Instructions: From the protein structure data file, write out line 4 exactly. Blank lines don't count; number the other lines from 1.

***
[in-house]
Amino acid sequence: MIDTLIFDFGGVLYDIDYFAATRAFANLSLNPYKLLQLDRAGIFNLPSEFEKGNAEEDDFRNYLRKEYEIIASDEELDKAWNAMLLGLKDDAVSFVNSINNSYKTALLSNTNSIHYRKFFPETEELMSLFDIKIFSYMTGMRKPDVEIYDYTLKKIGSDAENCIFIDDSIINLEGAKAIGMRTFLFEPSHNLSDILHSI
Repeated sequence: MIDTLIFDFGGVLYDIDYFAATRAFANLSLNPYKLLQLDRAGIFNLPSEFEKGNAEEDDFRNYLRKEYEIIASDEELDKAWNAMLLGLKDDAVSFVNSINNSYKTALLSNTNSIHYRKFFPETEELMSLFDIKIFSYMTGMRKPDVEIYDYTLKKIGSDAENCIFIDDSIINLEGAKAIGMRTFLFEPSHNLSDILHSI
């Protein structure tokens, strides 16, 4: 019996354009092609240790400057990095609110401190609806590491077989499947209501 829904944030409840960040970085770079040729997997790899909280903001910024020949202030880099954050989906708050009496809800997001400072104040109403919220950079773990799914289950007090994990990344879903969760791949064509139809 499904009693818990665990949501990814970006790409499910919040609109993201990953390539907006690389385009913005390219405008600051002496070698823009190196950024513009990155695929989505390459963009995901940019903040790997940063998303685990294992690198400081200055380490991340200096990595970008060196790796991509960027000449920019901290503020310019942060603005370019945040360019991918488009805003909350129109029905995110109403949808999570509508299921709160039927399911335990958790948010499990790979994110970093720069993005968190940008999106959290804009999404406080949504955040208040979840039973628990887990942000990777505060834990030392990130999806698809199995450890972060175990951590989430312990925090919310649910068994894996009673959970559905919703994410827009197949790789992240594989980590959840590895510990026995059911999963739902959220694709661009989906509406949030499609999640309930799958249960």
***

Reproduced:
């Protein structure tokens, strides 16, 4: 019996354009092609240790400057990095609110401190609806590491077989499947209501 829904944030409840960040970085770079040729997997790899909280903001910024020949202030880099954050989906708050009496809800997001400072104040109403919220950079773990799914289950007090994990990344879903969760791949064509139809 499904009693818990665990949501990814970006790409499910919040609109993201990953390539907006690389385009913005390219405008600051002496070698823009190196950024513009990155695929989505390459963009995901940019903040790997940063998303685990294992690198400081200055380490991340200096990595970008060196790796991509960027000449920019901290503020310019942060603005370019945040360019991918488009805003909350129109029905995110109403949808999570509508299921709160039927399911335990958790948010499990790979994110970093720069993005968190940008999106959290804009999404406080949504955040208040979840039973628990887990942000990777505060834990030392990130999806698809199995450890972060175990951590989430312990925090919310649910068994894996009673959970559905919703994410827009197949790789992240594989980590959840590895510990026995059911999963739902959220694709661009989906509406949030499609999640309930799958249960």